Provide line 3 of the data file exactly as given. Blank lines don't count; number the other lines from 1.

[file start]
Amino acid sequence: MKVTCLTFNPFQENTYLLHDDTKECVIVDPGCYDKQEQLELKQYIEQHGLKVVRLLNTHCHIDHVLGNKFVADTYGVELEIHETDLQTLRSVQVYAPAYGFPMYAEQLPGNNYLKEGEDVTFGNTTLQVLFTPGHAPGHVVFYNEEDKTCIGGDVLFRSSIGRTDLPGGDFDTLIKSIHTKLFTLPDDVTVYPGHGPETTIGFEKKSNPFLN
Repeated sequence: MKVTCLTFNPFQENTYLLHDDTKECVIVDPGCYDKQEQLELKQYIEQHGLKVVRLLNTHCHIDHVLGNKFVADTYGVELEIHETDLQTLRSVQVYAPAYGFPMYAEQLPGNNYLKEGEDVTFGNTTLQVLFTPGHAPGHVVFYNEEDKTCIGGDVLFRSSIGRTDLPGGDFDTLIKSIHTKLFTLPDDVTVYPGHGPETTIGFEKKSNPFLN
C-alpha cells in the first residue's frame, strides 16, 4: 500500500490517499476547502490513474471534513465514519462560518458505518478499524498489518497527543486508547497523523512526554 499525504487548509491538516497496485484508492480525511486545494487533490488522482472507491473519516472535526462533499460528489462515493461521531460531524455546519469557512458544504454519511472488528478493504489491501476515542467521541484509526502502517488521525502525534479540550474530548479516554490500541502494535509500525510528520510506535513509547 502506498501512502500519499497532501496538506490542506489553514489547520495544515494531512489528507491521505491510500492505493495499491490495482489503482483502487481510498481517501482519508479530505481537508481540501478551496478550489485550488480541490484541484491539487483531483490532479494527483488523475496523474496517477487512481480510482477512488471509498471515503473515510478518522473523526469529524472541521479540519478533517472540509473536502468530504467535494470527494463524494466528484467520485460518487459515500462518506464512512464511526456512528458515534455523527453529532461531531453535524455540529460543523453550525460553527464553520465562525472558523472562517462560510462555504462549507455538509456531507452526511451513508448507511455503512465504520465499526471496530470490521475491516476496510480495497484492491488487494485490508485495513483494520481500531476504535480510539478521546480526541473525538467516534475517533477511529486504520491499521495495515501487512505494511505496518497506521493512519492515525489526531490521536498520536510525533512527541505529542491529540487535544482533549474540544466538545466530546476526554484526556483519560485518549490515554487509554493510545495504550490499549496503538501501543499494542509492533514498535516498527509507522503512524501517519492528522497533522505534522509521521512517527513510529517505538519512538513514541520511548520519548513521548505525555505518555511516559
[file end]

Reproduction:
C-alpha cells in the first residue's frame, strides 16, 4: 500500500490517499476547502490513474471534513465514519462560518458505518478499524498489518497527543486508547497523523512526554 499525504487548509491538516497496485484508492480525511486545494487533490488522482472507491473519516472535526462533499460528489462515493461521531460531524455546519469557512458544504454519511472488528478493504489491501476515542467521541484509526502502517488521525502525534479540550474530548479516554490500541502494535509500525510528520510506535513509547 502506498501512502500519499497532501496538506490542506489553514489547520495544515494531512489528507491521505491510500492505493495499491490495482489503482483502487481510498481517501482519508479530505481537508481540501478551496478550489485550488480541490484541484491539487483531483490532479494527483488523475496523474496517477487512481480510482477512488471509498471515503473515510478518522473523526469529524472541521479540519478533517472540509473536502468530504467535494470527494463524494466528484467520485460518487459515500462518506464512512464511526456512528458515534455523527453529532461531531453535524455540529460543523453550525460553527464553520465562525472558523472562517462560510462555504462549507455538509456531507452526511451513508448507511455503512465504520465499526471496530470490521475491516476496510480495497484492491488487494485490508485495513483494520481500531476504535480510539478521546480526541473525538467516534475517533477511529486504520491499521495495515501487512505494511505496518497506521493512519492515525489526531490521536498520536510525533512527541505529542491529540487535544482533549474540544466538545466530546476526554484526556483519560485518549490515554487509554493510545495504550490499549496503538501501543499494542509492533514498535516498527509507522503512524501517519492528522497533522505534522509521521512517527513510529517505538519512538513514541520511548520519548513521548505525555505518555511516559